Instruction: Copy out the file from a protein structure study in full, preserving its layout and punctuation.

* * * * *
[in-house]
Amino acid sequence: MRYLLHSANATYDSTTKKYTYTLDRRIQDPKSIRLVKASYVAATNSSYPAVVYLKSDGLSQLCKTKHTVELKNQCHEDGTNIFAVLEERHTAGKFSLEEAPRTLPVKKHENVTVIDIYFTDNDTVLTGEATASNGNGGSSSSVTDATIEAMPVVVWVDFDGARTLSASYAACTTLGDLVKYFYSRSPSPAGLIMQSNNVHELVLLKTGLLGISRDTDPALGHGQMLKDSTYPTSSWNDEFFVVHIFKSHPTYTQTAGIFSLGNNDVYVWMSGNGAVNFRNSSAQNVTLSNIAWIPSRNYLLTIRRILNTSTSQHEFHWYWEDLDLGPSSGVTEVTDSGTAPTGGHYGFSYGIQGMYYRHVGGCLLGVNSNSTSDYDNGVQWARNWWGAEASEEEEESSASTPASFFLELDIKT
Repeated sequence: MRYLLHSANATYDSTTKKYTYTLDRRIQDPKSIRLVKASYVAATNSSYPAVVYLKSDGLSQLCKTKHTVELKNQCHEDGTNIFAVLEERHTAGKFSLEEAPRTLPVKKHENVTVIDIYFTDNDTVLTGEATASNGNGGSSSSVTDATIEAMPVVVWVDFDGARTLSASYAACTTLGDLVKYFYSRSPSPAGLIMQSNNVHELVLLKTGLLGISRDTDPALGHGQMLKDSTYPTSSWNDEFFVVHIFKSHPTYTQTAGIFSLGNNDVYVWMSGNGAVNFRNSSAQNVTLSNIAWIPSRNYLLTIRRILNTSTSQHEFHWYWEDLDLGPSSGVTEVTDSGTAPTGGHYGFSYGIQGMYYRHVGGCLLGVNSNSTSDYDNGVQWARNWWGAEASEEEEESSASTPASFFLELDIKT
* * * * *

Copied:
[in-house]
Amino acid sequence: MRYLLHSANATYDSTTKKYTYTLDRRIQDPKSIRLVKASYVAATNSSYPAVVYLKSDGLSQLCKTKHTVELKNQCHEDGTNIFAVLEERHTAGKFSLEEAPRTLPVKKHENVTVIDIYFTDNDTVLTGEATASNGNGGSSSSVTDATIEAMPVVVWVDFDGARTLSASYAACTTLGDLVKYFYSRSPSPAGLIMQSNNVHELVLLKTGLLGISRDTDPALGHGQMLKDSTYPTSSWNDEFFVVHIFKSHPTYTQTAGIFSLGNNDVYVWMSGNGAVNFRNSSAQNVTLSNIAWIPSRNYLLTIRRILNTSTSQHEFHWYWEDLDLGPSSGVTEVTDSGTAPTGGHYGFSYGIQGMYYRHVGGCLLGVNSNSTSDYDNGVQWARNWWGAEASEEEEESSASTPASFFLELDIKT
Repeated sequence: MRYLLHSANATYDSTTKKYTYTLDRRIQDPKSIRLVKASYVAATNSSYPAVVYLKSDGLSQLCKTKHTVELKNQCHEDGTNIFAVLEERHTAGKFSLEEAPRTLPVKKHENVTVIDIYFTDNDTVLTGEATASNGNGGSSSSVTDATIEAMPVVVWVDFDGARTLSASYAACTTLGDLVKYFYSRSPSPAGLIMQSNNVHELVLLKTGLLGISRDTDPALGHGQMLKDSTYPTSSWNDEFFVVHIFKSHPTYTQTAGIFSLGNNDVYVWMSGNGAVNFRNSSAQNVTLSNIAWIPSRNYLLTIRRILNTSTSQHEFHWYWEDLDLGPSSGVTEVTDSGTAPTGGHYGFSYGIQGMYYRHVGGCLLGVNSNSTSDYDNGVQWARNWWGAEASEEEEESSASTPASFFLELDIKT